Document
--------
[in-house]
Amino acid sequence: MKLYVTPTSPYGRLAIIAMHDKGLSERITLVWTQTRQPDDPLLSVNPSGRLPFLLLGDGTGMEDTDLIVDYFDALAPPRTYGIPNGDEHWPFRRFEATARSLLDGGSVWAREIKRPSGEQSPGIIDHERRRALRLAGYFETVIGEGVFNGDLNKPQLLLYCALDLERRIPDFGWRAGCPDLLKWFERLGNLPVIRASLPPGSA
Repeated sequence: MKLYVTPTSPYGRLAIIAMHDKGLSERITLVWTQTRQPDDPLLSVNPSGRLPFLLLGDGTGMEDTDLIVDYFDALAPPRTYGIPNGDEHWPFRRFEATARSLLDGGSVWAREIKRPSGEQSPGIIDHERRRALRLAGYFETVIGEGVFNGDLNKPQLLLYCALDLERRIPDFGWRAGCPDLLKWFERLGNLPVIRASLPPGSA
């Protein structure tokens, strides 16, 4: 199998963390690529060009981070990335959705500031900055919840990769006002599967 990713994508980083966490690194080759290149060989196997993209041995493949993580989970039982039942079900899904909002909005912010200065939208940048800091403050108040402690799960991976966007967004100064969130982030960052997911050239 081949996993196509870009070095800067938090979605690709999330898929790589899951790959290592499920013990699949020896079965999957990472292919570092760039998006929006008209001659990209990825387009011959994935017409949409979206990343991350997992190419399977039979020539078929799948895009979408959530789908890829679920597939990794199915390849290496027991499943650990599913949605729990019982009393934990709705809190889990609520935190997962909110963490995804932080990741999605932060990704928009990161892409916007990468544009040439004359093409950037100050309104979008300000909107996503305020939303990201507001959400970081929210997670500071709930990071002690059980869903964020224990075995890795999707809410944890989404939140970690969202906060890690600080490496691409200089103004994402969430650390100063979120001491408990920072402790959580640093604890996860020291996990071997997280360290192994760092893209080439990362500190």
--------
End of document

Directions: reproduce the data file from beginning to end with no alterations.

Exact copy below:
[in-house]
Amino acid sequence: MKLYVTPTSPYGRLAIIAMHDKGLSERITLVWTQTRQPDDPLLSVNPSGRLPFLLLGDGTGMEDTDLIVDYFDALAPPRTYGIPNGDEHWPFRRFEATARSLLDGGSVWAREIKRPSGEQSPGIIDHERRRALRLAGYFETVIGEGVFNGDLNKPQLLLYCALDLERRIPDFGWRAGCPDLLKWFERLGNLPVIRASLPPGSA
Repeated sequence: MKLYVTPTSPYGRLAIIAMHDKGLSERITLVWTQTRQPDDPLLSVNPSGRLPFLLLGDGTGMEDTDLIVDYFDALAPPRTYGIPNGDEHWPFRRFEATARSLLDGGSVWAREIKRPSGEQSPGIIDHERRRALRLAGYFETVIGEGVFNGDLNKPQLLLYCALDLERRIPDFGWRAGCPDLLKWFERLGNLPVIRASLPPGSA
């Protein structure tokens, strides 16, 4: 199998963390690529060009981070990335959705500031900055919840990769006002599967 990713994508980083966490690194080759290149060989196997993209041995493949993580989970039982039942079900899904909002909005912010200065939208940048800091403050108040402690799960991976966007967004100064969130982030960052997911050239 081949996993196509870009070095800067938090979605690709999330898929790589899951790959290592499920013990699949020896079965999957990472292919570092760039998006929006008209001659990209990825387009011959994935017409949409979206990343991350997992190419399977039979020539078929799948895009979408959530789908890829679920597939990794199915390849290496027991499943650990599913949605729990019982009393934990709705809190889990609520935190997962909110963490995804932080990741999605932060990704928009990161892409916007990468544009040439004359093409950037100050309104979008300000909107996503305020939303990201507001959400970081929210997670500071709930990071002690059980869903964020224990075995890795999707809410944890989404939140970690969202906060890690600080490496691409200089103004994402969430650390100063979120001491408990920072402790959580640093604890996860020291996990071997997280360290192994760092893209080439990362500190």